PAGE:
Tuesday, April 15, 2014

Defending the "prosperity gospel"?

Are Christian critics of "prosperity" arguing that faith and prayer are absolutely unconnected from material realities? ... In such matters, ordinary African or Asian believers (in the prosperity gospel) are not too far from the mindset of the biblical worlds they read about, in which there is a strong presumption that God will reward his faithful, in this world as well as the next. ... For a Northern world that enjoys health and wealth to a degree scarcely imagined by any previous society, it is perilously easy to despise believers who associate divine favor with full stomachs or access to the most meager forms of schooling or health care; who seek miracles in order to flourish, or even survive. The Prosperity Gospel is an inevitable by-product of a church containing so many of the very poorest. [Philip Jenkins, The New Face of Christianity: Believing the Bible in the Global South (New York NY: Oxford University Press, 2006), 96-7]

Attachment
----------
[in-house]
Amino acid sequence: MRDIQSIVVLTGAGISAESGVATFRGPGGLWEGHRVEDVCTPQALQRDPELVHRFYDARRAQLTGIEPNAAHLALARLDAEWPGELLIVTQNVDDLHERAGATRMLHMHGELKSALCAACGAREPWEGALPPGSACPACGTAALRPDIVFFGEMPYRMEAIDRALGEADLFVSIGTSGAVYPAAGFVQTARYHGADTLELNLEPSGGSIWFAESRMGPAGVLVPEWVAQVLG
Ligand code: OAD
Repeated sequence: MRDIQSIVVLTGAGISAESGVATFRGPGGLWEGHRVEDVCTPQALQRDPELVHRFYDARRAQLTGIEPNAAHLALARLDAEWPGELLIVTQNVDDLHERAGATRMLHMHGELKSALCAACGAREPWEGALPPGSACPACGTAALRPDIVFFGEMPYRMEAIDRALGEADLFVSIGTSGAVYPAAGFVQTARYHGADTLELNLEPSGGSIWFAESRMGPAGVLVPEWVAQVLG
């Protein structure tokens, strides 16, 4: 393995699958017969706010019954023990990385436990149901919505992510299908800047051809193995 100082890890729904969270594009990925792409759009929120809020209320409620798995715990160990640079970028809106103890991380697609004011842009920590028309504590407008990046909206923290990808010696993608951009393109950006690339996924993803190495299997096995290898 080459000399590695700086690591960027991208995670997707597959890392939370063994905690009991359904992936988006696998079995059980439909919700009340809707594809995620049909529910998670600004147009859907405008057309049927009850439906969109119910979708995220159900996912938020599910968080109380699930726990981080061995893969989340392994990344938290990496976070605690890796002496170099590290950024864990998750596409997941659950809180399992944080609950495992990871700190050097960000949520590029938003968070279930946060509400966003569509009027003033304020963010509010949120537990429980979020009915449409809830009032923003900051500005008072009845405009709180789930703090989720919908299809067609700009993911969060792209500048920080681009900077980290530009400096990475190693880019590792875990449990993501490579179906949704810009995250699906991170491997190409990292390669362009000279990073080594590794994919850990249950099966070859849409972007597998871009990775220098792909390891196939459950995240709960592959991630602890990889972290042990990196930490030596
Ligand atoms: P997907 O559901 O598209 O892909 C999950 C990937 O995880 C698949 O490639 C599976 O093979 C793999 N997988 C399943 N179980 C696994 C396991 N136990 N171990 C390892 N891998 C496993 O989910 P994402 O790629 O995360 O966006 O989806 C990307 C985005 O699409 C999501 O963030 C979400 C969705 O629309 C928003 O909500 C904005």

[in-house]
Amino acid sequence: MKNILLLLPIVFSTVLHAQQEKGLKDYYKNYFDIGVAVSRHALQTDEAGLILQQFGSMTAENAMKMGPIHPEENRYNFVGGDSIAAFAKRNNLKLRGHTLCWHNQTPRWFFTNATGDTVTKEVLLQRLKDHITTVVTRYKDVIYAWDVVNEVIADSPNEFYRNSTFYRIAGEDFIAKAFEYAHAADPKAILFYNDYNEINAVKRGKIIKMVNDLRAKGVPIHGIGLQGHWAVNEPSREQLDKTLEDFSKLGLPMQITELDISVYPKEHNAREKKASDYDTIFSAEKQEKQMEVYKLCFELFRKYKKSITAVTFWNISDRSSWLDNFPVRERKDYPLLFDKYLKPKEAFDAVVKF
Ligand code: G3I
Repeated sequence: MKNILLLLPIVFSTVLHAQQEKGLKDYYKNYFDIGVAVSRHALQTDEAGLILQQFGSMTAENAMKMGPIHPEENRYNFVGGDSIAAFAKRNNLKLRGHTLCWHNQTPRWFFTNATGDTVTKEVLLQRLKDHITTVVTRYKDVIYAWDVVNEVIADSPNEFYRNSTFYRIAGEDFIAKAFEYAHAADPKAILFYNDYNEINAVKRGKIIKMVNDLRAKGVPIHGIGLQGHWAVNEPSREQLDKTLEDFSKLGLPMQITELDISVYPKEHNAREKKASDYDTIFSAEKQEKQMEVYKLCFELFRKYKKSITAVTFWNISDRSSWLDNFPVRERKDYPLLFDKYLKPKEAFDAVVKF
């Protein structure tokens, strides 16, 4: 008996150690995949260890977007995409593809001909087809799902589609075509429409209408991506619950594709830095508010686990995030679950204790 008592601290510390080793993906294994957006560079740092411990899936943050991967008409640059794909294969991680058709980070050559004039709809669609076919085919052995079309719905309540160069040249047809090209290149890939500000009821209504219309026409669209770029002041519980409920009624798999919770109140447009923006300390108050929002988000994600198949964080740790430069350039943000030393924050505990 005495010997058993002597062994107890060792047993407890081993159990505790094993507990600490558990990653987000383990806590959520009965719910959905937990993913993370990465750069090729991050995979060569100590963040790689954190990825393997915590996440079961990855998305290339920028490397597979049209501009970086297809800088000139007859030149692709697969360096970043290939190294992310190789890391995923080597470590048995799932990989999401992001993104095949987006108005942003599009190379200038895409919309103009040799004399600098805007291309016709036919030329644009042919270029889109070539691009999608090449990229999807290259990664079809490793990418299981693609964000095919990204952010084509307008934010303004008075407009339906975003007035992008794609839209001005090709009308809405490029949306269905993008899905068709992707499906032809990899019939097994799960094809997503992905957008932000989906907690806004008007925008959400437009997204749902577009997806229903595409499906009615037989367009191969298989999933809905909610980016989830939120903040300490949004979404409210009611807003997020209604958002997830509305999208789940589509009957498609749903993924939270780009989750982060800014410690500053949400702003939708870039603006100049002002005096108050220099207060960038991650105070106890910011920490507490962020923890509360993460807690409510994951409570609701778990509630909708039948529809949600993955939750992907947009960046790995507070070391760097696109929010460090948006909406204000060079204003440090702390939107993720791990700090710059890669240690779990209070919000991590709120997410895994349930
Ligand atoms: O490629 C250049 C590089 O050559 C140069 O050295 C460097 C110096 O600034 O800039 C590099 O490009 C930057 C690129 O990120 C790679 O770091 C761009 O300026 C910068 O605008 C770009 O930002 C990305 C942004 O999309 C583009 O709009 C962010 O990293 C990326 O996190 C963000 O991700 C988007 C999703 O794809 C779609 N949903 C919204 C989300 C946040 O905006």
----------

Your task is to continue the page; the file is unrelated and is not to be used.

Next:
I challenge Dr. Jenkins to tell the poor widow who just gave her 2 cents to the prosperity preacher so that the charlatan can enjoy his private jet, that the fact that she is swindled by what little she has is because that charlatan is "an inevitable by-product of a church containing so many of the very poorest." Go tell the poor believers who has just given out of their poverty, because they have been promised a 100-fold return from God, that their increasing poverty is just a "by-product" of being poor in a church that is poor.

I sometimes wonder where scholars put their brains when they defend the "prosperity gospel."

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